* Posts by CruentusVulpes

4 posts • joined 14 Sep 2015

Your top five dreadful people the Google manifesto has pulled out of the woodwork

CruentusVulpes

sigh...Again?

I wish to inject only two points into this swirling issue:

1. People having and wielding authoritative power have proven THEMSELVES empirically to have common traits that render THEM incompetent at making any decision that attempts to rectify social ills. These common traits need not be expounded, but let us safely agree that illustrator and author Scott Adams more than sufficiently captured them in the body of his works. In regards to this issue, THEY commonly try to “solve” one social ill by introducing a host of others (e.g.: quota systems, political correctness, Jim Crow, fascism, affirmative action, Apartheid ... ad nausea, ad absurdum). Google management is not the first (nor will it be the last) to blunder down this mine-infested rocky road. It’s a case of smart people making dumb decisions.

2. If Google had any notion of actually addressing this problem, they would have already noticed it and corrected it, internally, years ago. The problem has always been that they do not just hire competent people – they hire people who also “feel” competent…to them. THEY share the same hiring practices as Google. Everyone has this problem…privately: young, hip, urbanites hang out with other young, hip urbanites; god-fearing church folk hang out with their equals; etc. We form tribes. It’s a trust issue hard-wired into humans. One can blame Google for being human, but not misogynistic. If Google, et al, truly wish to create a blind meritocracy, they first need to remove the human element from managerially social decisions.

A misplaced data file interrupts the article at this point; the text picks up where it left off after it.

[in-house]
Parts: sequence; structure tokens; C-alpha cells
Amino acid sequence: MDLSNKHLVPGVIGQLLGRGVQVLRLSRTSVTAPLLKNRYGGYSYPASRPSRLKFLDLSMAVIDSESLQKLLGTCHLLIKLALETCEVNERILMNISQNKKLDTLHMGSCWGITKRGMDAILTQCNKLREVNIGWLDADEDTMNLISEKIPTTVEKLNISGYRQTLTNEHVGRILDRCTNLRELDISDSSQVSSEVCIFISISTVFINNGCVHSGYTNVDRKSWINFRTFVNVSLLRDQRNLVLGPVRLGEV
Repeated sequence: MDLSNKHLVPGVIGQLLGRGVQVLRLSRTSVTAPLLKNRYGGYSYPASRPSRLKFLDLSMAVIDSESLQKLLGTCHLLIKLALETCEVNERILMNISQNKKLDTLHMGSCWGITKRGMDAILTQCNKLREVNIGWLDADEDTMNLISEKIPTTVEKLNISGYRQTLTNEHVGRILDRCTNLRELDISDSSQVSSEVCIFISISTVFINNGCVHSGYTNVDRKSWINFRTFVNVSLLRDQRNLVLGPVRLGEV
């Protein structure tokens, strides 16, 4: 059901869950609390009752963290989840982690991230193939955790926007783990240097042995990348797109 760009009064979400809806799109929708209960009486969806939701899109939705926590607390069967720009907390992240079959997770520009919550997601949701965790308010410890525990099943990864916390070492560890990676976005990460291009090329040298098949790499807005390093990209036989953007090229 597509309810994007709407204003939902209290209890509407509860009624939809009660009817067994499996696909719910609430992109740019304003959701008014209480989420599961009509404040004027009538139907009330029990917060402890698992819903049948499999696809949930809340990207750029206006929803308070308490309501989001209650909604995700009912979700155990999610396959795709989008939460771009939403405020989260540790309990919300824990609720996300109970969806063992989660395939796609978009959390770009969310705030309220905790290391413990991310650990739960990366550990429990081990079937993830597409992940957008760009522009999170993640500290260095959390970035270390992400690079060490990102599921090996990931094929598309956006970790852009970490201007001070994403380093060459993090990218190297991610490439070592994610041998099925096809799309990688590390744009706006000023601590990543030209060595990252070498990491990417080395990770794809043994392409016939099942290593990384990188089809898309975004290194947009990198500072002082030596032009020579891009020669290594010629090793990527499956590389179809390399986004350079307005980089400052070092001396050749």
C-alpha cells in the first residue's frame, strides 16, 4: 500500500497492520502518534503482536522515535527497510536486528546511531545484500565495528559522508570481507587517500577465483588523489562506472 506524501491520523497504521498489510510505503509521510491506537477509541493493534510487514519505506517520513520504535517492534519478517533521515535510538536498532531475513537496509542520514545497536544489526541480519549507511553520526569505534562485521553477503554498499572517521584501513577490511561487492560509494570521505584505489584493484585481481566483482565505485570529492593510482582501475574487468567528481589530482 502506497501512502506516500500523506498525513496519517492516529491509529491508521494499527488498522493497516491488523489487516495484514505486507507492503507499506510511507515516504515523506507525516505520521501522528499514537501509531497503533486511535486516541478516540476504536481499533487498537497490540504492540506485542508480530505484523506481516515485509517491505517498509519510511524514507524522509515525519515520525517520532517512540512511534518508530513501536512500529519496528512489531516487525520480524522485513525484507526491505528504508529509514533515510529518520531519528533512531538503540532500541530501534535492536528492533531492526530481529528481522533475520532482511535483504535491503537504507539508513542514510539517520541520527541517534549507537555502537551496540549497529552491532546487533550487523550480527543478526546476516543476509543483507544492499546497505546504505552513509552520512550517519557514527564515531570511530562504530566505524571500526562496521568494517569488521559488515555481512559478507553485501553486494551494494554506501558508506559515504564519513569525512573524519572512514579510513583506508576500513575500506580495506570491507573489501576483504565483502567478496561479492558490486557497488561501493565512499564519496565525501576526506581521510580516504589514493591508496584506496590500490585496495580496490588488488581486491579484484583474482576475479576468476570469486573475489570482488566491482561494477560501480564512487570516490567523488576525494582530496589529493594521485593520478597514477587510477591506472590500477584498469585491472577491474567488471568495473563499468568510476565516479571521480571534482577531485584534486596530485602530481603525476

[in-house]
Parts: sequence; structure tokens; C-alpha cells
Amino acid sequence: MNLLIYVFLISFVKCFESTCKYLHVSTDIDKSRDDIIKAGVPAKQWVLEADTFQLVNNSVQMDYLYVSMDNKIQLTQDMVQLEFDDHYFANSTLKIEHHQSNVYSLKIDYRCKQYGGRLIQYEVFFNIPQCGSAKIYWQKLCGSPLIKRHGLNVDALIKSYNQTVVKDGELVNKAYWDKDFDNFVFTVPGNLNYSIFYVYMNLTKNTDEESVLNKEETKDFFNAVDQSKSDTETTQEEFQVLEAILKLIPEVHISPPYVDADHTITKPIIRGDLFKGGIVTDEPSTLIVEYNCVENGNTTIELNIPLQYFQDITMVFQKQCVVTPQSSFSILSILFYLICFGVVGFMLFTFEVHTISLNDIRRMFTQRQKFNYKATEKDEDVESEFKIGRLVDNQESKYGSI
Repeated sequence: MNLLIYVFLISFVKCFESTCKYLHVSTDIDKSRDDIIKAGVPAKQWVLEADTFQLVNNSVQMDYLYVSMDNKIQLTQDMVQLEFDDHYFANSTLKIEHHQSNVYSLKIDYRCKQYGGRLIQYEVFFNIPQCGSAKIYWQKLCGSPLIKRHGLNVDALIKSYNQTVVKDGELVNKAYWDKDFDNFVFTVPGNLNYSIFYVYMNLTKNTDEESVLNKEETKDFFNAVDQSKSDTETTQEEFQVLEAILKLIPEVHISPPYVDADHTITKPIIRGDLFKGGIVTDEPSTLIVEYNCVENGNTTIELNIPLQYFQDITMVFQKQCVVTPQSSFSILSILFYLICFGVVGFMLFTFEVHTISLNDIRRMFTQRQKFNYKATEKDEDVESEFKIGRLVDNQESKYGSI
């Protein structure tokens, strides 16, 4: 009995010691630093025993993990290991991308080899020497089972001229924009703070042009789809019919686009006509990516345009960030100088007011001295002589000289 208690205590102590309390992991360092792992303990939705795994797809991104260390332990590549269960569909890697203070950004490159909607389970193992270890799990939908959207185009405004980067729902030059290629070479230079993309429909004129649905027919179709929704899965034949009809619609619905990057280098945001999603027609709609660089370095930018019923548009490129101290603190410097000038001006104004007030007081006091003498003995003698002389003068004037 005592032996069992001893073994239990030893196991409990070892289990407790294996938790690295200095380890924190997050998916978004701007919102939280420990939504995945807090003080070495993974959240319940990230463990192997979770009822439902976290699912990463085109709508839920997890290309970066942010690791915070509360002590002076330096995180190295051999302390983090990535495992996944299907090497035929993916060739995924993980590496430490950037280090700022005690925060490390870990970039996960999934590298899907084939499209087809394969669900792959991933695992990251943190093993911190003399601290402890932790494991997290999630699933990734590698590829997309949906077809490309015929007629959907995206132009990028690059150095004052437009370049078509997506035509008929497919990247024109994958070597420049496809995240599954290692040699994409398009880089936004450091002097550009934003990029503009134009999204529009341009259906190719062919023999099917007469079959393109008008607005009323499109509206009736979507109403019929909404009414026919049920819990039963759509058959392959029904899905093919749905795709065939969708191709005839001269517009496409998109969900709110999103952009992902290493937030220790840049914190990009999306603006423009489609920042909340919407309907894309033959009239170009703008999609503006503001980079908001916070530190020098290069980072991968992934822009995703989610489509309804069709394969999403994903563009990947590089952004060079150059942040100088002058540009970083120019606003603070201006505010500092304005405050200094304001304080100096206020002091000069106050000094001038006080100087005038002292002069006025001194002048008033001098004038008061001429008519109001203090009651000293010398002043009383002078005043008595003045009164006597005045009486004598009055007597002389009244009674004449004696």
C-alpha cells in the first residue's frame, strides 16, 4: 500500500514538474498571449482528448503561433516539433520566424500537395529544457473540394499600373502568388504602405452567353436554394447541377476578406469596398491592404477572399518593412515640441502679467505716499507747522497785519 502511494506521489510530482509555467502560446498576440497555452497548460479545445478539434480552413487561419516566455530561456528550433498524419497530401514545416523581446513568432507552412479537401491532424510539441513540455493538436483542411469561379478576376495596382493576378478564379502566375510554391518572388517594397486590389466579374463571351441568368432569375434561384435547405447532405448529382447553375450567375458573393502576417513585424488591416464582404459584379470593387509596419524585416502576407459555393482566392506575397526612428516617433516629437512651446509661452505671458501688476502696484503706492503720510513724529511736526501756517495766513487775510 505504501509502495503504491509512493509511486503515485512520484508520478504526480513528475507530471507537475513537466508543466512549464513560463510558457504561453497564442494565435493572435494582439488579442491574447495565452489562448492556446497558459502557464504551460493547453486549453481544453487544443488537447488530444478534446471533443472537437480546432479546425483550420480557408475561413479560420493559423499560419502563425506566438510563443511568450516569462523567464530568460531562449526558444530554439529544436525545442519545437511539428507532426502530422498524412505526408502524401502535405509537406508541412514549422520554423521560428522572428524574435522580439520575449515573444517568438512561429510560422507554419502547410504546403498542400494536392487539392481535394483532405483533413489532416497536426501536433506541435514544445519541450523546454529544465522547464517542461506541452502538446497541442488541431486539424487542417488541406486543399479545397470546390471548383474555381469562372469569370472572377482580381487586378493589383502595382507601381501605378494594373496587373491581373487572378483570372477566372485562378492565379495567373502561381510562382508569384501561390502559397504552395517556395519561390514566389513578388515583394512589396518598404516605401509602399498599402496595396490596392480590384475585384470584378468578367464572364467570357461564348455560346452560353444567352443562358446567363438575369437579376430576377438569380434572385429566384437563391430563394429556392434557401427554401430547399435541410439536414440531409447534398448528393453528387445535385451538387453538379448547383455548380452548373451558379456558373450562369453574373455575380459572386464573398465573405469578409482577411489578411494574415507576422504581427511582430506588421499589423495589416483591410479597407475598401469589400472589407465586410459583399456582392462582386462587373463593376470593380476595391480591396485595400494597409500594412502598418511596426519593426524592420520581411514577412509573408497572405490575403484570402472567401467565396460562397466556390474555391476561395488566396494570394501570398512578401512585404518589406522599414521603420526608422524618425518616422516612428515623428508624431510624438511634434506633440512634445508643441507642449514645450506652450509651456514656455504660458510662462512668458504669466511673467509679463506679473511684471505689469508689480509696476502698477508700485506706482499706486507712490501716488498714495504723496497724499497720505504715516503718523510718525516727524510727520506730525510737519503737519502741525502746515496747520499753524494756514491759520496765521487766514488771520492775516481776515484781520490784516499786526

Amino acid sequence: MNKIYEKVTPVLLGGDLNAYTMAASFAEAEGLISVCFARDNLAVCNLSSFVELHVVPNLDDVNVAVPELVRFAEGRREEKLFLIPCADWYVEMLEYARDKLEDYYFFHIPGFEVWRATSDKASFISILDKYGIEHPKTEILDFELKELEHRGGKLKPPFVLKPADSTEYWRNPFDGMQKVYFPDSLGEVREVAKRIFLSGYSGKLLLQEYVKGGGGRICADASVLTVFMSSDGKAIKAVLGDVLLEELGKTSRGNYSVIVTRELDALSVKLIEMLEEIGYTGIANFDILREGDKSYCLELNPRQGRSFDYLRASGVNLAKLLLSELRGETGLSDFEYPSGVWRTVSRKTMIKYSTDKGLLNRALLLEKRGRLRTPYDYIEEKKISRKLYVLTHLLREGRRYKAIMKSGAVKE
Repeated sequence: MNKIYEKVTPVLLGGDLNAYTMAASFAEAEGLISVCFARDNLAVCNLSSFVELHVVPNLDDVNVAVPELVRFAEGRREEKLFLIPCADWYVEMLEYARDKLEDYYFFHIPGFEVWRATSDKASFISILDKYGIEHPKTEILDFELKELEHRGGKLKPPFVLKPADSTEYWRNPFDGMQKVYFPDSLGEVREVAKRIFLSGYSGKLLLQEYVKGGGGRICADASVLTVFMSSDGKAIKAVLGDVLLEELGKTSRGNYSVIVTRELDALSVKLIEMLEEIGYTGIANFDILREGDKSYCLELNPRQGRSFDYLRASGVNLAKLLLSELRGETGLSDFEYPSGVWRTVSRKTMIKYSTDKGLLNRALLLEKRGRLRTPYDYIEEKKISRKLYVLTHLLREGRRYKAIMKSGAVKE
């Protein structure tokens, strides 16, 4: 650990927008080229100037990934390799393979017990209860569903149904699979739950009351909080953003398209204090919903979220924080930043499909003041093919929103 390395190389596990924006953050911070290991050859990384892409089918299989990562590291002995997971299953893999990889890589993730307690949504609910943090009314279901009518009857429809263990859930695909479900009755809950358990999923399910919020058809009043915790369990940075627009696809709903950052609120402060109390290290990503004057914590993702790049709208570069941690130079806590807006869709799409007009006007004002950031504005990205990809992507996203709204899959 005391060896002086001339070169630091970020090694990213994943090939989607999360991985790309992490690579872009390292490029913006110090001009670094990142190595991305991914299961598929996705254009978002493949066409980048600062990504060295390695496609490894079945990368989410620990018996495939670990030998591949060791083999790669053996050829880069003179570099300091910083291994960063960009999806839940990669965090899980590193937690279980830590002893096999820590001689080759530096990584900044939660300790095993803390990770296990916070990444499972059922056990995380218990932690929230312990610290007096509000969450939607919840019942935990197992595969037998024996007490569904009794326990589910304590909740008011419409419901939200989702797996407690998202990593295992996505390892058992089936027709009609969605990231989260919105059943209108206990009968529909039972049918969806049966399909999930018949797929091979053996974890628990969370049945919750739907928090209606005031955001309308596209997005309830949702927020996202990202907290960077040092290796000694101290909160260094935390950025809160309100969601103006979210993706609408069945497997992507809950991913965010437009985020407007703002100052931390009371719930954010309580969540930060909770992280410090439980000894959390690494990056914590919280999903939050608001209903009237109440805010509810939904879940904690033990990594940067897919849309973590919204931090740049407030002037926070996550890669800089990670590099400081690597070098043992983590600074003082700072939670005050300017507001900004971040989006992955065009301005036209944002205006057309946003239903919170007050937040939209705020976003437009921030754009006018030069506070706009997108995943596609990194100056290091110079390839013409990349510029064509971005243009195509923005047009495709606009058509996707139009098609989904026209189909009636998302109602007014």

I wonder how such a technologically advanced group of programmers and scientists should go about that…hmmm?

We're all saved. From the killer AI. We can live. Thanks to the IEEE

CruentusVulpes

Good in theory...

An IEEE standard (or any standard) is a valuable tool for all qualified, competent engineers. Compliance is mandatory in many applications, especially in government. However, true adherence to standards is only as strong as the conscience of said engineer and his owning management. I was involved with testing of government systems for battlefield use. One of the many tests we ran was compliance to IEEE Standard C95.1 covering human exposure to radio frequency fields. The standard is plain and simple in its requirements, yet some (quite a few...many...well, actually almost all) the systems that were verified compliant were not. No amount of reporting, cajoling, or threatening would amount to management on either side of the contractor/government fence in doing anything less than pencil-whipping compliance. I am afraid that, given the lucrative nature of AI, anything less would happen with the new 7000 series; but those standards are good in theory.

Vanished global warming may not return – UK Met Office

CruentusVulpes

...?

has anyone actually read the report (short from merely looking at the synopsis, which didn't seem to jibe with a lot of the report)? when did science become a faith-based practice? after reading most of the comments, you'd have thought the reg article insulted the virtue of some commentards' mothers. belief belongs in the unprovable...it is not a part of scientific method - no matter what a person chooses to believe. <sigh> one commentard actually refuted the article by saying other news sources came to a different conclusion. the article is supposed to instigate...in that regard, it was highly successful.

CruentusVulpes

Other media outlets don't agree with your conclusions (which is odd after reading the MET report). It seems most reporters are reporting other reporters' articles and citing them and their reports as source documents. Did any of them bother to read the actual report? Nice to see general media not letting facts get in the way of their opinions.

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